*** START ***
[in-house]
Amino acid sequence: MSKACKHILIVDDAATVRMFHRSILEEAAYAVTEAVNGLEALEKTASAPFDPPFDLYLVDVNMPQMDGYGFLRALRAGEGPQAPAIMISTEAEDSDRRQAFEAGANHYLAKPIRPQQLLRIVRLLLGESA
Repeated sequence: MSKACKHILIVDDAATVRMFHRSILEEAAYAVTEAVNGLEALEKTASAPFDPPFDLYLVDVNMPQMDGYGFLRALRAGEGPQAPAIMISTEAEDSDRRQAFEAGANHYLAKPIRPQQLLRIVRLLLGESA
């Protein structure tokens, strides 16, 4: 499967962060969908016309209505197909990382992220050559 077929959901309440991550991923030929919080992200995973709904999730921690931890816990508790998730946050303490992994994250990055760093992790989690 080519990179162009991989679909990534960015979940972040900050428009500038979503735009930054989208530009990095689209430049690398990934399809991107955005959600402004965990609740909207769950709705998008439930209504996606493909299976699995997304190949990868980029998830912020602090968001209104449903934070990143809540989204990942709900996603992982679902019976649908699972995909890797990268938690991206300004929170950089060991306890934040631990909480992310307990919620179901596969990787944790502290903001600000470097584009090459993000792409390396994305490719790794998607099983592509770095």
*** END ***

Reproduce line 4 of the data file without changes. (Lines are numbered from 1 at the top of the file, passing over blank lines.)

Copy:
């Protein structure tokens, strides 16, 4: 499967962060969908016309209505197909990382992220050559 077929959901309440991550991923030929919080992200995973709904999730921690931890816990508790998730946050303490992994994250990055760093992790989690 080519990179162009991989679909990534960015979940972040900050428009500038979503735009930054989208530009990095689209430049690398990934399809991107955005959600402004965990609740909207769950709705998008439930209504996606493909299976699995997304190949990868980029998830912020602090968001209104449903934070990143809540989204990942709900996603992982679902019976649908699972995909890797990268938690991206300004929170950089060991306890934040631990909480992310307990919620179901596969990787944790502290903001600000470097584009090459993000792409390396994305490719790794998607099983592509770095």